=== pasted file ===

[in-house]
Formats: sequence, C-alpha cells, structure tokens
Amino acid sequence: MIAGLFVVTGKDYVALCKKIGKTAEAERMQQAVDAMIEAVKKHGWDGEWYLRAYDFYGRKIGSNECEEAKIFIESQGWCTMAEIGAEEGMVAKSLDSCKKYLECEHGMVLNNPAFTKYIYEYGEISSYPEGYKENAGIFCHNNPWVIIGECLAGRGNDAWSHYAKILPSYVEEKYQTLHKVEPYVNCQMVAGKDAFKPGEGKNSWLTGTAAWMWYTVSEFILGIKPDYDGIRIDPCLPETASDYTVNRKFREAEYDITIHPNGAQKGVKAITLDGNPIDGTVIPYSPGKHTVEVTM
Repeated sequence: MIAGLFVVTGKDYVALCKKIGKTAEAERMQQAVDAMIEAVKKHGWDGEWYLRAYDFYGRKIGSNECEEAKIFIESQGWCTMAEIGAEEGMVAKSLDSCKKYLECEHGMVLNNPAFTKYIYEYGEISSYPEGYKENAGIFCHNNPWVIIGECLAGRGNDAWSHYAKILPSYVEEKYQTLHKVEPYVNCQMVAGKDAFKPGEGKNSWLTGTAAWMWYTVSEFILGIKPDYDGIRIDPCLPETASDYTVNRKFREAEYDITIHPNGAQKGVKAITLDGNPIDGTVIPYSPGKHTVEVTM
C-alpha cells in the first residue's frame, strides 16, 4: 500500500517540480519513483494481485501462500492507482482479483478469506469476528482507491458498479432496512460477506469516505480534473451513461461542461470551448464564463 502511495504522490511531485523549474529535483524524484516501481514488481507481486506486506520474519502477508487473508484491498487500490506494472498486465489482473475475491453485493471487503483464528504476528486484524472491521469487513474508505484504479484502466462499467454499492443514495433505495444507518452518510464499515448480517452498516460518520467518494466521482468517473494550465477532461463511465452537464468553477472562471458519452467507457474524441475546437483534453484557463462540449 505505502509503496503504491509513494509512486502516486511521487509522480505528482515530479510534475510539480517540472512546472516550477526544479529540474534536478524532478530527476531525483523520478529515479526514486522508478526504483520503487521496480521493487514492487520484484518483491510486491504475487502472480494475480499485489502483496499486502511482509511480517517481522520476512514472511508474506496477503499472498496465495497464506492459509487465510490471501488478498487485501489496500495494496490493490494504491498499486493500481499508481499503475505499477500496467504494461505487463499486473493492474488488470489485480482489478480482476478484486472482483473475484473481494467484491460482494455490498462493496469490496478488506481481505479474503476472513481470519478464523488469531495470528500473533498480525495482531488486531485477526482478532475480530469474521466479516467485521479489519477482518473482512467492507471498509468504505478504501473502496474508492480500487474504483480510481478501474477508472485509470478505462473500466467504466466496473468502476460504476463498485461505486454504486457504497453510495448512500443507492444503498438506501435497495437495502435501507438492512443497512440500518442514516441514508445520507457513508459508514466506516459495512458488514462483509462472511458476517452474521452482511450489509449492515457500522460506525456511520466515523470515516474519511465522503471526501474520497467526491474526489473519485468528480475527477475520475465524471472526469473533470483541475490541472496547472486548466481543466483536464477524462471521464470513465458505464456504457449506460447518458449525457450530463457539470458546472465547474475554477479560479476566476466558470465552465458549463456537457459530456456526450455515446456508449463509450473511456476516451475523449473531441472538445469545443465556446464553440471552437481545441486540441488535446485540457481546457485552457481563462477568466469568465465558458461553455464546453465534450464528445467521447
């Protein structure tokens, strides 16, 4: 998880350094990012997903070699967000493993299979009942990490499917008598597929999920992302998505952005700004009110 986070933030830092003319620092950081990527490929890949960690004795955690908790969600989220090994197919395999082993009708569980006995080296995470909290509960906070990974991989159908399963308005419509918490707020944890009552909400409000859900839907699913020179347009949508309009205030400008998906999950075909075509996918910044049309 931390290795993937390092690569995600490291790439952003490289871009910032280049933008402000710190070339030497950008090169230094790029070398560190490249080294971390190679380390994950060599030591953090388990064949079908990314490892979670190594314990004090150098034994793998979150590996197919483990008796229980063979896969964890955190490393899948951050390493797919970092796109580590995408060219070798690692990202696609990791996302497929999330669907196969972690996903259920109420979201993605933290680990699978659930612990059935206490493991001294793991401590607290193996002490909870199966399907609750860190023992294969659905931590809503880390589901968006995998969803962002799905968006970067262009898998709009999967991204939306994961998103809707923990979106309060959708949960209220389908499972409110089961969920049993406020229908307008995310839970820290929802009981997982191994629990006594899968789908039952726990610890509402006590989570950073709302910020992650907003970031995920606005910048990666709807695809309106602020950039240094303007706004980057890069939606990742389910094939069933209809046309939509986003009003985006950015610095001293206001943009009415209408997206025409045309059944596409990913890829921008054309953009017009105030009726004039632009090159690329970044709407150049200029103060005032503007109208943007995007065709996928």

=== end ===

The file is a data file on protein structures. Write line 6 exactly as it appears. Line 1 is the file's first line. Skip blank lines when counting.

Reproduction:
């Protein structure tokens, strides 16, 4: 998880350094990012997903070699967000493993299979009942990490499917008598597929999920992302998505952005700004009110 986070933030830092003319620092950081990527490929890949960690004795955690908790969600989220090994197919395999082993009708569980006995080296995470909290509960906070990974991989159908399963308005419509918490707020944890009552909400409000859900839907699913020179347009949508309009205030400008998906999950075909075509996918910044049309 931390290795993937390092690569995600490291790439952003490289871009910032280049933008402000710190070339030497950008090169230094790029070398560190490249080294971390190679380390994950060599030591953090388990064949079908990314490892979670190594314990004090150098034994793998979150590996197919483990008796229980063979896969964890955190490393899948951050390493797919970092796109580590995408060219070798690692990202696609990791996302497929999330669907196969972690996903259920109420979201993605933290680990699978659930612990059935206490493991001294793991401590607290193996002490909870199966399907609750860190023992294969659905931590809503880390589901968006995998969803962002799905968006970067262009898998709009999967991204939306994961998103809707923990979106309060959708949960209220389908499972409110089961969920049993406020229908307008995310839970820290929802009981997982191994629990006594899968789908039952726990610890509402006590989570950073709302910020992650907003970031995920606005910048990666709807695809309106602020950039240094303007706004980057890069939606990742389910094939069933209809046309939509986003009003985006950015610095001293206001943009009415209408997206025409045309059944596409990913890829921008054309953009017009105030009726004039632009090159690329970044709407150049200029103060005032503007109208943007995007065709996928």